The whole story can be read on my friend, Dale Bowman's, column in the Chicago Suntimes. I'll give you the summarized version....

Guy catches giant smallmouth bass, throws it on a stringer, brings it home to show his friends, and when he realizes that it's taking too much room in his freezer, he goes to put it in his friends freezer.  Before it was put in the freezer, his neighbor realizes that it could be a new state record so he breaks out his digital scale and it comes in at 8lbs 9oz (old record is 6lbs 7oz). At some point, the fish thaws out and turns to complete mush so they throw the fish away.

So here's the problem that the IDNR is having - Do we count this as a record when there was no IDNR witness?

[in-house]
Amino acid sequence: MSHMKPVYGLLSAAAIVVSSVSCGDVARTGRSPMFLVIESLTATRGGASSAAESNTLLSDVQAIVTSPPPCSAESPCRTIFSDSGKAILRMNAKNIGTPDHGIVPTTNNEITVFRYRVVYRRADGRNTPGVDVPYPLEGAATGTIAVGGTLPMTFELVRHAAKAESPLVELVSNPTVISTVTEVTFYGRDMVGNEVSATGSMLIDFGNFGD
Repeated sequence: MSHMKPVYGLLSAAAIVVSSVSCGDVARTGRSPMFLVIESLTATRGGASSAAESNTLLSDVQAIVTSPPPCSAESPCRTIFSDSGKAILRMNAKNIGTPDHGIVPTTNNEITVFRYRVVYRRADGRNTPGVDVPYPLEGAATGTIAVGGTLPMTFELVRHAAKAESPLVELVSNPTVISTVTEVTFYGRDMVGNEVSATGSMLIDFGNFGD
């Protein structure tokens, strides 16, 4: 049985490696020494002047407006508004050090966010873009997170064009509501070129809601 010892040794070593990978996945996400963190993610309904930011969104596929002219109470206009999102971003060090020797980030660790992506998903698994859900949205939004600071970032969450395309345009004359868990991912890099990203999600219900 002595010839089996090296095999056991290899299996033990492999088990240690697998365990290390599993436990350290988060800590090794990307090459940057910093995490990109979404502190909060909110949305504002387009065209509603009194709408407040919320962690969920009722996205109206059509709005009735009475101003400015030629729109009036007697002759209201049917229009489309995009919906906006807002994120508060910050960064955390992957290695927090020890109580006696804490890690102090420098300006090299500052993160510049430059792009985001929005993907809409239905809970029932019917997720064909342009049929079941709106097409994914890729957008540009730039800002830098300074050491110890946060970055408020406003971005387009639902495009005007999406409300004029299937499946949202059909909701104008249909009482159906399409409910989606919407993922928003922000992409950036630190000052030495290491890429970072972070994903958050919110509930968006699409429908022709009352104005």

Here's my thoughts on this - Seeing as how I am a pretty strict catch and release angler who absolutely hates seeing a sport fish go on a stringer and ultimately into the garbage, I am pissed off that this fish no longer swims in Lake Michigan for me, or others, to catch and enjoy. Not only isn't it swimming in Lake Michigan, it was completely wasted and not even eaten. It's like killing a deer and then throwing it in the dumpster on the way home. It served nothing and nobody despite being killed. Was it in his legal rights to keep the fish? Damn right it was but legal isn't always the "right" thing to do. So that part of me basically says kiss my butt on your record.